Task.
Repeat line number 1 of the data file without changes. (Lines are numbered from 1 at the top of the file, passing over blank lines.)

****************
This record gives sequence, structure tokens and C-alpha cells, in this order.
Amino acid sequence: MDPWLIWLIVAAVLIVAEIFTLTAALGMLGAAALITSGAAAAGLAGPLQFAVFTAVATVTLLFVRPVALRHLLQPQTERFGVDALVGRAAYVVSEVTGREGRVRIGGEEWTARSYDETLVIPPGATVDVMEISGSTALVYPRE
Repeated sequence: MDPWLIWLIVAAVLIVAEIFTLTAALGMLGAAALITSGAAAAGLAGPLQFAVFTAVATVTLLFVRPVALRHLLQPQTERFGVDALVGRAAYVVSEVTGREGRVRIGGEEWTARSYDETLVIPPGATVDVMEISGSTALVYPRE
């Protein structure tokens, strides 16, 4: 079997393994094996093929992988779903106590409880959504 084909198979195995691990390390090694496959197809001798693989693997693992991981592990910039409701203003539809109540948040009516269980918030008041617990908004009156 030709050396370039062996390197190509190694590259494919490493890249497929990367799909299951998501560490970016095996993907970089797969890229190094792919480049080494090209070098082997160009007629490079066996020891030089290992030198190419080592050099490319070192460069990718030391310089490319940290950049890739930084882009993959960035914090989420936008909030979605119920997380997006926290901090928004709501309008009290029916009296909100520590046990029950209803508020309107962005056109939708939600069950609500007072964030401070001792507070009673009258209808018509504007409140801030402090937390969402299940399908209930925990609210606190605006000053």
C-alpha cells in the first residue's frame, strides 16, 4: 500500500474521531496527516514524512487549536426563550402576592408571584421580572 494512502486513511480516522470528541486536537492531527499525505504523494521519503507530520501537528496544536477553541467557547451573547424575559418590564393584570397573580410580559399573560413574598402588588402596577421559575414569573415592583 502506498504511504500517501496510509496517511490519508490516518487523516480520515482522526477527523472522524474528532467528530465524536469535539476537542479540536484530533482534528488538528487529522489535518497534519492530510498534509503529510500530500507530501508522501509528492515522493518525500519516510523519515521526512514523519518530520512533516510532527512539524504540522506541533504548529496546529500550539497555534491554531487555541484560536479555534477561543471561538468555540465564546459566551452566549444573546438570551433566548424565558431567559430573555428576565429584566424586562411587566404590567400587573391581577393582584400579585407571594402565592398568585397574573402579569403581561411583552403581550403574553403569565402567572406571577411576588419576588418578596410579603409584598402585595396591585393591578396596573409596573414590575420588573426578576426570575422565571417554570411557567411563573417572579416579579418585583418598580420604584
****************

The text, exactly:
This record gives sequence, structure tokens and C-alpha cells, in this order.